Wednesday, 13 April 2011

Centrica & The Nuclear Gamble

Centrica is a company that I generally admire. In its 15 years of existence it has pursued a dogged, ambitious and pretty successful gameplan, whilst remaining flexible enough to alter course from time to time when adverse winds have blown. They are pretty competent & professional; and I particularly like the (relatively) high level of openness & disclosure, though there has been the occasional lapse. Of course, they operate in a sector where it is easy to fall foul of public opinion periodically, and they get their share of opprobrium over gas & electricity prices. Every year or so, someone sets a rumour running that Gazprom is going to buy them up (which ain't gonna happen): but they have remained independent.
We've had occasion to analyse the evolution of their once extreme 'merchant energy' strategy, which became progressively more challenging post-Enron, and is now heavily modified by successive pragmatic moves in the direction of vertical integration. Clearly, their acquisition of 25% of British Energy was a step along that path, filling a fairly large short electricity position.

But a heavily nuke-oriented strategy ? Take a look at the chart - by 2020 they expect to have invested in at least a couple of new nukes with more building, and to be significantly reliant on their output (along with that of existing nukes) - far more so than industry average. Fellahs, is this wise ? Even your media outlet of choice, the comely Rowena Mason at the Telegraph, is wondering out loud whether the game is up.

Stick to gas guys, it's what you're good at. Plenty of time for another touch on the tiller before 2020. And the BE investment ? Sunk costs. Move on.

ND

9 comments:

Richard Manns said...

Not exactly an expert, but with all these whinges about "carbon floor" from companies, a lack of real anti-nuke feeling in the UK (c.f. Atomkraft? Nein danke!), perhaps they see a hole to fill? The UK projection by Huhne might not have much nuke, but it also has a lot of renewables, making it as believable as a Gordon Brown economic projection.

Blue Eyes said...

I wish the government would stop talking about nuclear and allow someone to bloody well build one. Maybe then we (or, more importantly power companies) can decide on the economics?

It seems to me that there is a risk-aversion so strong that while we decide as a nation / market what to do the power will run out.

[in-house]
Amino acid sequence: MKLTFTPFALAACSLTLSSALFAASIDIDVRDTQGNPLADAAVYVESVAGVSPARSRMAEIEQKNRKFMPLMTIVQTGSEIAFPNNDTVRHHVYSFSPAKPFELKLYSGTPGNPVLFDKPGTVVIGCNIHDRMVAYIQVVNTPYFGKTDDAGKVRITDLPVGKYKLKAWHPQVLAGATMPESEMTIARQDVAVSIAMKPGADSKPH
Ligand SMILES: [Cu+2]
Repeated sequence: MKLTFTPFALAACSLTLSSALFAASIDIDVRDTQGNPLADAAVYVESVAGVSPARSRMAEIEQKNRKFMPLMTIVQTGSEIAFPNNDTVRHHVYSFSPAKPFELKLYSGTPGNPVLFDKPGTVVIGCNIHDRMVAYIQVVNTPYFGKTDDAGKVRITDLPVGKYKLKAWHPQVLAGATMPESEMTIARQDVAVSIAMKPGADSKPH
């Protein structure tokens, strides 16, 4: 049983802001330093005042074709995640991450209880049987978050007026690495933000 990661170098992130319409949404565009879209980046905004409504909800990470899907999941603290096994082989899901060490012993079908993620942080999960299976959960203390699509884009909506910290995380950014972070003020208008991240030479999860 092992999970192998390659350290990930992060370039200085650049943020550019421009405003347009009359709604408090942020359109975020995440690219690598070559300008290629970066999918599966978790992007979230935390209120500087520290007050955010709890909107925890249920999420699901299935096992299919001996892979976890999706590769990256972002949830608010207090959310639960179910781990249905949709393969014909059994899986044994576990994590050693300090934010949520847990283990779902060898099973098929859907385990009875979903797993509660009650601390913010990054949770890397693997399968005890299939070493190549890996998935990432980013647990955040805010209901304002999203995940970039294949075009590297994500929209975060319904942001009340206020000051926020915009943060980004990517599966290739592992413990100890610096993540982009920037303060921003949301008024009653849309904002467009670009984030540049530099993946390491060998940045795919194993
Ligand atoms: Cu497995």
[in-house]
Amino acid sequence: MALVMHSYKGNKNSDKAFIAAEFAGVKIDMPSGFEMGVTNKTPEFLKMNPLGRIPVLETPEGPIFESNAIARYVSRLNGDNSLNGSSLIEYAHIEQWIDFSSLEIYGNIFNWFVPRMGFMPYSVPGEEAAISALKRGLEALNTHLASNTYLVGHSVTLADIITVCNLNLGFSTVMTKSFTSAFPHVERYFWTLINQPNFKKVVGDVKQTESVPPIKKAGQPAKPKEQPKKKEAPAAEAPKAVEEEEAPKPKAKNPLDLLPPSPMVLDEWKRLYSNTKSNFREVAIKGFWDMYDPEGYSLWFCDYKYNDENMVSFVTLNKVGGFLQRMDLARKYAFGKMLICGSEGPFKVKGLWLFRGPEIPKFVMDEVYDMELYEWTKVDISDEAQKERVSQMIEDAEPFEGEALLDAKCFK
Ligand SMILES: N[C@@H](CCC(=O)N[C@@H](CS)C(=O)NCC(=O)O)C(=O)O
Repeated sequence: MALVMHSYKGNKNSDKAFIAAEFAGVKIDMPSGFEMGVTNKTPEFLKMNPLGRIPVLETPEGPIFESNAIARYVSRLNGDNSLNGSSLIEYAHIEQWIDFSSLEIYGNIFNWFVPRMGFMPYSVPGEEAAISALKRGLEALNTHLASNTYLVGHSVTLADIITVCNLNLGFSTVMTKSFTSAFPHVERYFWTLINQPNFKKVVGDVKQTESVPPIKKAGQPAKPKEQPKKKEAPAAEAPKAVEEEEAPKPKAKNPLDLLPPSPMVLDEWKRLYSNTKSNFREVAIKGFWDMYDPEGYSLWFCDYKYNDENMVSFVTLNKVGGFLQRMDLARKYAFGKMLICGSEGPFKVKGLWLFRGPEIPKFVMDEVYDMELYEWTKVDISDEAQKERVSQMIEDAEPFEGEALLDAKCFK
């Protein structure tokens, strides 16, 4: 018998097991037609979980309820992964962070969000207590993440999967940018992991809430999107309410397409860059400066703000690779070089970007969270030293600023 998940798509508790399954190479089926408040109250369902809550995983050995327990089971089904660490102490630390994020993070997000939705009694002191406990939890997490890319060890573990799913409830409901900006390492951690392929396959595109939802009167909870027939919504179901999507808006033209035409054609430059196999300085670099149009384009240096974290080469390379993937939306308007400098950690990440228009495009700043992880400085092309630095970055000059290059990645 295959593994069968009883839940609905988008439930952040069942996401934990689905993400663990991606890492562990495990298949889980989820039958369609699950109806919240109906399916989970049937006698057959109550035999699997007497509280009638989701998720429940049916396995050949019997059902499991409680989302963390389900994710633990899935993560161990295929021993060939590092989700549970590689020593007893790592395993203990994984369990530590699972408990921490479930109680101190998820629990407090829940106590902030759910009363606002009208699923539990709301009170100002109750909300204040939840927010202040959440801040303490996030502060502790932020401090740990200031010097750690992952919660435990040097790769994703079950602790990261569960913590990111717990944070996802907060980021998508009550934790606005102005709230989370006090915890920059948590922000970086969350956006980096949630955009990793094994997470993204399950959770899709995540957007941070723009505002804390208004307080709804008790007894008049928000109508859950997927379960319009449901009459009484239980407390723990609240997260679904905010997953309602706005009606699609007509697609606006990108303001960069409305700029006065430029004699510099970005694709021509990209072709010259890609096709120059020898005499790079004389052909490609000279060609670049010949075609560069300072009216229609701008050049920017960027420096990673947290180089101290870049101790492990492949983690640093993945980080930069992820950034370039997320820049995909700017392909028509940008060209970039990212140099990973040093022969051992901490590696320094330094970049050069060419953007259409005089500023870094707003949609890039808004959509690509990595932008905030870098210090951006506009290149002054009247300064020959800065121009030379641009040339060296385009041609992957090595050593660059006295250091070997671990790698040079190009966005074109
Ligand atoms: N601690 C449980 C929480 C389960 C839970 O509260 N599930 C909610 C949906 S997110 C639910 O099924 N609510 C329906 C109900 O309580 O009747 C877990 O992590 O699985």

SumoKing said...

Give 6 months for a slew of "turns out fukushima was pretty much nothing, all the short half life isotopes are gone and nobody has died of nuclear related glowingness" TV docs and newspaper pieces and couple that with "we've got tons of Thorium lying around that we could make decent reactors out of" type thinking and also considering the 30 days to Mars VASIMR engines will need some sort reactor to make them viable and keeping your hand in with Nukes seems fairly sensible.

Budgie said...

As BE says - we should get on with it.

Nick Drew said...

oh yes, the renewables target is pretty far-fetched too

perhaps they see a hole to fill? / allow someone to bloody well build one / keeping your hand in with Nukes seems fairly sensible / we should get on with it -

indeed, let them get on with it!

(that's them, not we...)

rwendland said...

I wish the government would ... allow someone to bloody well build one.

No-one has stopped any company building one in the last 15+ years, if they wanted to build one. No law blocked it, and at times the politicians would have been quite positive.

It's because they have not been economic that on-one has wanted to build one (assuming you had to raise private finance).

When oil prices went up a lot, a glimmer of hope on the economics of nuclear opened up, but that has closed down again. Hence it is all about lining up subsidies, or putting a lot of extra costs on competitors (carbon pricing).

Budgie said...

ND said: "indeed, let them get on with it! (that's them, not we...)"

This is just a re-run.

We need electricity for ... well, everything else. Electricity therefore has a strategic importance not shared by, say, turnips (because there are substitutes for turnips) or even in extremis by gas (because there are some substitutes for gas).

Imported oil and gas leave us to the kindness of Jonny Foreigner. Some people have the quaint notion that Jonny's purpose in life is to look after the indolent Brits. It isn't, and he won't. At precisely the most awkward time.

So as a primary source we need a reliable, cheap, always on, electricity source not dependent on vast fuel storage. The nearest we have is nuclear (no, it's not as cheap as gas, but gas is more suitable for domestic heating and industrial processes). With say 60% nuclear we could strategically afford to use coal in second place with gas as an emergency back-up.

Nick Drew said...

your strategy is 100% coherent budgie, we can see it in action every day of the week across the Channel: but I'm still to be convinced of its value for money

(& I don't mean just the '£ per MWh', I mean the whole value of what you are describing, security included)

rwendland said...

On the security of supply front, do recall identified minable uranium resources only last for 100 years at current usage rates. We can find more (at greater cost), but if consumption quadrupled we could be expecting supply difficulties before the 80-odd year lifetimes of new builds ended. With current technology, nuclear cannot itself replace oil/gas for current electricity generation, let alone displacing other usage.

There is the idea of extracting uranium from seawater, or switching to Thorium, but that would add costs further hitting nuclear economics. Eventually fusion will be cracked, but that still looks a long way out.

Lets start using oil/gas more efficently first.